Why Two-Step Root Canals Might Be Better Than One-Step Root Canals

29 April 2016
 Categories: Dentist, Articles

No one ever likes finding out the news that they need a root canal; however, if you need one, you should follow through with it. Root canals are designed to save teeth that would otherwise probably have to be extracted, and they offer one of the only ways to achieve this. If you need a root canal and decide to get a second opinion, you might find that some dentists perform root canals all in one visit, but others may use a two-step process to complete a root canal. Here are several reasons you may want to choose a two-step root canal over a one-step root canal.

The Work Needed to Complete an Entire Root Canal Procedure

A root canal can be a lengthy procedure to complete, but it is vital for a dentist to finish the job thoroughly if you want to avoid further complications with this particular tooth. Here are the steps that must be completed to have a full root canal procedure:

  1. Locate the canals. A dentist will take x-rays before completing the root canal, and this is primarily to see how many canals the tooth has. The canals are located within the roots of your teeth, and these are found in the gums above or below your teeth. Some teeth may have only one canal, while others may have multiple canals. To ensure that the procedure is effective, the dentist must address every canal attached to the tooth. These canals contain nerves and can become infected from bacteria. When this happens, a root canal is needed.
  2. Numb your mouth. Dentists often use a lot of numbing medication for root canals, and this is primarily because they must dig deep into the roots of the tooth when they complete the process.
  3. Access and clean the canals. The dentist will then need to drill a hole through your tooth to access the canals. Once this is done, the dentist will clean out the canals with sharp, pointy instruments. The dentist must make sure he or she removes everything inside each of the canals.
  4. Fill the canals. Next, the dentist will replace the insides of the canals with an artificial filler material. This material is typically called gutta-percha, and it is made of a rubber-like material. The canals are filled to help prevent infections from forming in them in the future.
  5. Fill in the tooth. Finally, the dentist will place a filling in the tooth to complete the procedure.

In most cases, people must have dental crowns made and applied to teeth that have had root canals, but this is typically completed at a separate appointment.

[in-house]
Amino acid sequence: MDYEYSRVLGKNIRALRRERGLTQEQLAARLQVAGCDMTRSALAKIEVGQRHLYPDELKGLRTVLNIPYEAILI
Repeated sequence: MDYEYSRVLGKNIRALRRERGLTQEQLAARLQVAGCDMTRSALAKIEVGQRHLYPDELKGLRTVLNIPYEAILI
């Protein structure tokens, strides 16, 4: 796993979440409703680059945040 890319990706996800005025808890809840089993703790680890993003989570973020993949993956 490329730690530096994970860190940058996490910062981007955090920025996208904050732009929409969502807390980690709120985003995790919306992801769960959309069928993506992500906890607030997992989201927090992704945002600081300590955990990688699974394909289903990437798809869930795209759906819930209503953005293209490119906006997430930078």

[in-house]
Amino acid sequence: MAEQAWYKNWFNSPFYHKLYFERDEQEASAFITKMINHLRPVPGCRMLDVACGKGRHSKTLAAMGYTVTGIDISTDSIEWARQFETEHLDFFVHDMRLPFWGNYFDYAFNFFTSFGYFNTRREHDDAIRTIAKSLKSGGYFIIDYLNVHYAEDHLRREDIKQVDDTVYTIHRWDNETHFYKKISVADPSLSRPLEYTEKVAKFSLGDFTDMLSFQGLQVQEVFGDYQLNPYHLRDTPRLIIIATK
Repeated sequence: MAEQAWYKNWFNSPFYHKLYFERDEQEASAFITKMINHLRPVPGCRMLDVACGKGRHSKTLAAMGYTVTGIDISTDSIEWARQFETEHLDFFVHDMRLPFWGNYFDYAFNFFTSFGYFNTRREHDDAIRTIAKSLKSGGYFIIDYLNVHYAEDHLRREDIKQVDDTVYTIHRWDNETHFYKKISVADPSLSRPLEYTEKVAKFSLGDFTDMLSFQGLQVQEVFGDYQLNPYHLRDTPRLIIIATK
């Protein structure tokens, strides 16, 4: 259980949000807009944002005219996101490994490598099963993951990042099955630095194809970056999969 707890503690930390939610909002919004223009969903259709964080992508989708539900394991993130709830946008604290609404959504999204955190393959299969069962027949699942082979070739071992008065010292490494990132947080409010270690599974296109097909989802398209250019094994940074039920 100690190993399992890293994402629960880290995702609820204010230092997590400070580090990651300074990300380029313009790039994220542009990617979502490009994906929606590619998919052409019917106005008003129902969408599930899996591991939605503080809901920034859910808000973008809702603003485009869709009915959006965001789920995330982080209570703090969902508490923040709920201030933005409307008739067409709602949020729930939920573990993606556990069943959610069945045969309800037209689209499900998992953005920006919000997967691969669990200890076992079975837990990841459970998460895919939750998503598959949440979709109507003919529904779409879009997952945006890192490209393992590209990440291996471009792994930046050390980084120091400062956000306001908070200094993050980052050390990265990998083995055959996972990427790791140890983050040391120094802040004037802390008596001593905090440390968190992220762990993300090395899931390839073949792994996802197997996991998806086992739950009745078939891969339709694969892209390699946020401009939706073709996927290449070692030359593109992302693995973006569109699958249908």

The Pros and Cons of Having This Done in Two Visits

As you can see, there are a lot of different steps that must be completed for a root canal, and there are several good reasons why dentists often complete them in two appointments. Here are the main reasons to consider:

  • The time length. Getting an entire root canal can take 90 minutes or longer. This is a long time for you to sit with your mouth open. By having the procedure done in two visits, you can reduce the amount of time you will have to keep your mouth open and deal with the dentist working on your tooth.
  • The ability to detect and avoid problems. Another good reason to consider using a two-step approach is that this time span allows problems to surface that might not be evident right away. After a dentist completes the first three steps of the root canal process, he or she will send you home, and you will have to return in a week or so to have the remaining steps completed (the filling and crown). If the dentist did not remove everything from the canals or if there is another problem, the tooth will act up during this time. This will help the dentist make the necessary changes and repairs before completing the entire process.  

The only downside to a two-step approach is convenience. You will have to visit the dentist twice to have this completed, and you will have to get numbed twice.

If you need a root canal, you should schedule an appointment to have it done. This could be the only way for you to save your tooth. For additional info, contact a dentist that specializes in endodontics.